Ayatollah rejects deal with US on nuclear ambitions

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The Independent US

Ayatollah Ali Khamenei, Iran's supreme leader, has in effect rejected talks with the US on his country's nuclear programme, saying Iran had nothing to gain from them, and that the country had an inalienable right to develop its own nuclear technology.

The ayatollah's remarks, reported by Iranian state television, fall short of a categorical "no" to the package of incentives and sanctions offered by the West this month, in return for a long-term suspension of uranium enrichment by Tehran. But they contrast with the moderately positive reaction of other top Iranian officials, including even President Mahmoud Ahmedinejad. "Negotiations with the United States would have no benefit for us, and we do not need them," Ayatollah Khamenei told the visiting Senegalese President, Abdoulaye Wade.

The latest incentives, presented on 6 June by the European Union, were backed by a promise from Washington that if Iran accepted them, and agreed to halt enrichment activities, it would join the EU in negotiations for an overarching nuclear deal with Iran. Such direct talks would have been the first of their kind since the 1979 hostage crisis at the US embassy in Tehran. But the sticking point remains Iran's insistence on its right to enrich its own uranium - enrichment for purely peaceful purposes, its says, but which the US and its allies suspect is part of a clandestine programme to build nuclear weapons.

"We do not negotiate with anybody on achieving and exploiting nuclear technology," Ayatollah Khamenei was quoted as saying. "But if they recognise our nuclear rights, we are ready to negotiate about controls, supervisions and international guarantees."

The initial reaction from the Bush administration was measured. The ayatollah's statement was not the last word in the matter, Tony Snow, the White House press secretary, said. The US expected Iran's formal reply to be delivered by Ali Larijani, Tehran's chief nuclear negotiator, to his counterpart Javier Solana, the EU's foreign policy chief.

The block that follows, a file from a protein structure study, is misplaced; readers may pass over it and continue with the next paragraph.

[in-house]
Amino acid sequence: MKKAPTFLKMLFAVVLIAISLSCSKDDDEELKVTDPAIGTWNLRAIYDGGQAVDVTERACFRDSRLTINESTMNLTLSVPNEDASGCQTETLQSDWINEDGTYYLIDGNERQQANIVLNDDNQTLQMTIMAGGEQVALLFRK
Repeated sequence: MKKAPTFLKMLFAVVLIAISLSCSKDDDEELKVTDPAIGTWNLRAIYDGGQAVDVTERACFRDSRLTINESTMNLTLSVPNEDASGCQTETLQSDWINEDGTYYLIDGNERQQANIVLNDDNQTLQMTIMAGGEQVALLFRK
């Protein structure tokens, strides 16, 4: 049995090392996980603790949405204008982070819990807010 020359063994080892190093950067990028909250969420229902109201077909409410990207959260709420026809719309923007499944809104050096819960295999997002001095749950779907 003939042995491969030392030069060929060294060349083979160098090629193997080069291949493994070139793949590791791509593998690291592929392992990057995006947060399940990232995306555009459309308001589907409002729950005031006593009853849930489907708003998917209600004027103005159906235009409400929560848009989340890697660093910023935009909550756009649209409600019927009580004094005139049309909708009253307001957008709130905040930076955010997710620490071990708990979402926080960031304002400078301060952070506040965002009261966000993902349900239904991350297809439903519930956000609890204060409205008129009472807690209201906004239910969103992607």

"The position has always been the same, which is when Mr Larijani communicates with Javier Solana, that is how we expect to have an answer to the proposal," Mr Snow said.

There was always "a pattern of differing voices coming out of Iran", he added, reflecting the uncertainties here over the true balance of power in Tehran.

Indeed, some analysts speculated yesterday that the ayatollah was in fact attempting to deflect pressure from even more hardline elements within the regime, who reject all contacts whatever with the US.

Washington and Tehran did have informal contacts over Afghanistan during the 2001 war to topple the Taliban. Last year the US put out feelers for similar talks, this time dealing with the Iraq crisis, but the initiative came to nothing.

Nonetheless, yesterday's developments threaten to expose divisions over Iraq within the G8 group of leading powers whose foreign ministers are meeting in Moscow ahead of the summit in St Petersburg.

One purpose of the incentives package was to get around the opposition of Russia and China, both veto-wielding members of the UN Security Council, to punitive UN sanctions against Iran if it continued its enrichment activities. If the Khamenei statement does prove the last word, then those divisions are likely to re-emerge.

Iran is plainly determined to spin out the process as long as possible. President Ahmedinejad now says Iran will only give its considered reply in mid-August, stretching to the limit the "weeks, not months" deadline laid down by the US. President George Bush has already made clear he thinks a reply should come far sooner.

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